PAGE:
This week I managed to finish the strips on my quilt… I also reached a major set back. 😦
Once I finished my 5 rows of strips I though I would just have to put 5 more strips the other direction and then I would be on to the finishing steps to the quilt, such as adding backing and batting and then sandwiching them all together. Sadly, this was not the case because I made a MAJOR mistake.
So, I really did not think through what I was doing before I began sashing. I thought that once I was done all the horizontal rows, I would just add strips vertically to finish it off. I forgot that in order to hide the seams you have to sew the fabric together inside out and then iron it to flatten. Once I had the horizontal strips added, I went to take my next step.
That is when my brain started to express its confusion because I knew how to properly sew my pieces together, but I did not understand why I could not do it now.
I literally stared at my quilt for a half hour before I realized what I had done wrong. What I should’ve done was sewed on my in between white patches onto my squares BEFORE I sewed my squares to my strips and attached them all.
Once I realized my mistake I had a minor meltdown. This meltdown included throwing the “ruined” quilt to the floor and then dramatically laying next to it. I then stormed around the house for a few minutes before vainly attempting to sew on the little squares. I knew this would not work because once one side has been sewed on, there is no way to properly attach the other 3 sides to one another.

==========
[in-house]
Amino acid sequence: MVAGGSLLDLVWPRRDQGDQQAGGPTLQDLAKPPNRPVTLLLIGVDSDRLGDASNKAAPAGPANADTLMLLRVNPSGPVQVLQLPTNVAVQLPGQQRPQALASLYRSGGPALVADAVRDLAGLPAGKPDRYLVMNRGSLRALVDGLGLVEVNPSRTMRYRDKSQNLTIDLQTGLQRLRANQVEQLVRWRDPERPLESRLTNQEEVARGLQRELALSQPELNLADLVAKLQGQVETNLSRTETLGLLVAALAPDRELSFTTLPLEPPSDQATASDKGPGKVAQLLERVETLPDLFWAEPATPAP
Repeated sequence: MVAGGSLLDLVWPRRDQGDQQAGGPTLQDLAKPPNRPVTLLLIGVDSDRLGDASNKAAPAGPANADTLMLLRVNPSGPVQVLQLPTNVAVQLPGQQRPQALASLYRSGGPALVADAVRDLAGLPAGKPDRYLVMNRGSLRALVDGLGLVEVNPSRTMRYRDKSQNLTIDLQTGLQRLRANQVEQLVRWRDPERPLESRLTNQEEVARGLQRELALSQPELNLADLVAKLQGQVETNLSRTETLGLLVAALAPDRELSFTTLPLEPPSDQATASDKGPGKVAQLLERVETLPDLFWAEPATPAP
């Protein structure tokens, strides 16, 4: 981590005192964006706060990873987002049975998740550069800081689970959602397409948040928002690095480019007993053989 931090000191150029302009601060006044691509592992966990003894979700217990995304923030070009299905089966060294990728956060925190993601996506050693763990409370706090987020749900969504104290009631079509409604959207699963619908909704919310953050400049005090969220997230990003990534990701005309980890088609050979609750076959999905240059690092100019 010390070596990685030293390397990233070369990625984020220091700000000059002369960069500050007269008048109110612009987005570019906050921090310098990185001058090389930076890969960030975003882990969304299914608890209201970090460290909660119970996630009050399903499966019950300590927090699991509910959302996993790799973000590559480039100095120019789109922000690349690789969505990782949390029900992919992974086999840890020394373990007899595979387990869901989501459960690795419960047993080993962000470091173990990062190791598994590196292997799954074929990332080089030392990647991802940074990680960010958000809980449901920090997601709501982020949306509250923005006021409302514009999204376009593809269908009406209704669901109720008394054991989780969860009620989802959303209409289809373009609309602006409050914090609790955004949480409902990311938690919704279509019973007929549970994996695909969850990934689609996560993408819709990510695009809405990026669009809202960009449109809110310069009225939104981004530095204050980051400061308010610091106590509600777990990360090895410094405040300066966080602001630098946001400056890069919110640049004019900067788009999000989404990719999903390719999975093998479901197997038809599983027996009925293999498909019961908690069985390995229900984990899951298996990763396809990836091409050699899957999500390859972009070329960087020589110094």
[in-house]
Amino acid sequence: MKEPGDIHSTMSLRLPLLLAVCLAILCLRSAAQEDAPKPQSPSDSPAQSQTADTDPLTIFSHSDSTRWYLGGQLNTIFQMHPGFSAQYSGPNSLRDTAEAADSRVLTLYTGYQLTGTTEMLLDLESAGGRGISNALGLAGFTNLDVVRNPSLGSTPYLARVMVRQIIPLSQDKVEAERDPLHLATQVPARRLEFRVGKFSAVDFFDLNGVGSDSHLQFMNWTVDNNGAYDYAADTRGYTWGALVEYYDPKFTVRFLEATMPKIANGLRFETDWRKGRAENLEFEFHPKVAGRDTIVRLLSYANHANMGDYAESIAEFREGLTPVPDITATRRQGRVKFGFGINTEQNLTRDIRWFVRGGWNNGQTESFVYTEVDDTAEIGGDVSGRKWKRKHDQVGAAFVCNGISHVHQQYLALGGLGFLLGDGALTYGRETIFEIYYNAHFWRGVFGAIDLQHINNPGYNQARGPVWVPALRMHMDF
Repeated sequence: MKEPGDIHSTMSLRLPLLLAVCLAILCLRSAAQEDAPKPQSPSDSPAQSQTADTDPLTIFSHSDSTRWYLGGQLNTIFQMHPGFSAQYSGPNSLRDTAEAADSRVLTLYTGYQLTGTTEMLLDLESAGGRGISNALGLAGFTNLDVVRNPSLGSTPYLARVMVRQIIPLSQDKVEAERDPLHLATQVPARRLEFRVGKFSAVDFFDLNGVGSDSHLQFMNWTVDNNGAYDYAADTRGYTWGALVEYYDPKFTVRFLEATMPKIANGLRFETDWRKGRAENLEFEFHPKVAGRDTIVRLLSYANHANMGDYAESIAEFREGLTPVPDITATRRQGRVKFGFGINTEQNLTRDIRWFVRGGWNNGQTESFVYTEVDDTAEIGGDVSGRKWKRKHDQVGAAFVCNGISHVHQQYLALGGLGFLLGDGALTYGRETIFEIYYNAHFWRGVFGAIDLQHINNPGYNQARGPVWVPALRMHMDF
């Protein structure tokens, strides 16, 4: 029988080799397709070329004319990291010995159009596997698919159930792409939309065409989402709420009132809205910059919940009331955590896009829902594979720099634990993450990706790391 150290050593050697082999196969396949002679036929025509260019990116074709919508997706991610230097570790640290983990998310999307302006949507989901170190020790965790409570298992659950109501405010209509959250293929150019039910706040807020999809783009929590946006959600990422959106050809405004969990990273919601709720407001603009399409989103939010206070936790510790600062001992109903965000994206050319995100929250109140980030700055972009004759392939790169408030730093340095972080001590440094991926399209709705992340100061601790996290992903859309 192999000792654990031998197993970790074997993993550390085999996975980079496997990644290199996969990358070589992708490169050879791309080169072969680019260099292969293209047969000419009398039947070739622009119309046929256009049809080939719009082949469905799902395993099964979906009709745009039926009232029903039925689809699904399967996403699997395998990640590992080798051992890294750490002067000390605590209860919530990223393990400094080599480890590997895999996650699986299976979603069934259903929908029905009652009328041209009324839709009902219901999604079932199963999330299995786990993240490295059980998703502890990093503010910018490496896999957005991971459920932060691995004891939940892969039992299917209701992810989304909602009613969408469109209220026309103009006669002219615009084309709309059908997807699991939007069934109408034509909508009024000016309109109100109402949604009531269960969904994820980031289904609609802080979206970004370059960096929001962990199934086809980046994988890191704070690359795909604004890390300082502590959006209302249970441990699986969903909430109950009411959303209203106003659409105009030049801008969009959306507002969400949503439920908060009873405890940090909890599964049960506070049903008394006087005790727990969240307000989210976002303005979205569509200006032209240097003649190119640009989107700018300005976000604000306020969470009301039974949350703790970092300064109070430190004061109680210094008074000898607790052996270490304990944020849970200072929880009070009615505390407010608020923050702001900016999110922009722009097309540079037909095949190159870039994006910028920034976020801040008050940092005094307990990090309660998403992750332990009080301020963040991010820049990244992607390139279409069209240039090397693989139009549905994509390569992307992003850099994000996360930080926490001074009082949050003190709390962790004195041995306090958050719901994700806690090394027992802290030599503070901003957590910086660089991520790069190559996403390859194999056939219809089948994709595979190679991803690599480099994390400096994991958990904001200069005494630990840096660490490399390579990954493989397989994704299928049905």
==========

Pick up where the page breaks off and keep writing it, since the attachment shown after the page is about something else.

I spent the rest of the day pouting about my terrible mistake and picking out ideas for my new quilt (which would definitely not include a sashing pattern). The next day I decided that perhaps I should not be a quitter and try to learn another important quilting skill called seam ripping. I found a YouTube video that described how to properly dismantle my entire project and then I set to work. The nice thing about seam ripping is that you can do it basically anyway. On the bright side I have gotten through a lot of episodes of Scandal while I tear my hard work apart. Once I have the entire thing taken apart I will sew on patches to either side of each square, and then I will attach them back to the strips.
This setback may mean that my trial quilt may be the only quilt I accomplish before the semester is over, but I am now determined to sew another quilt after I finish this one.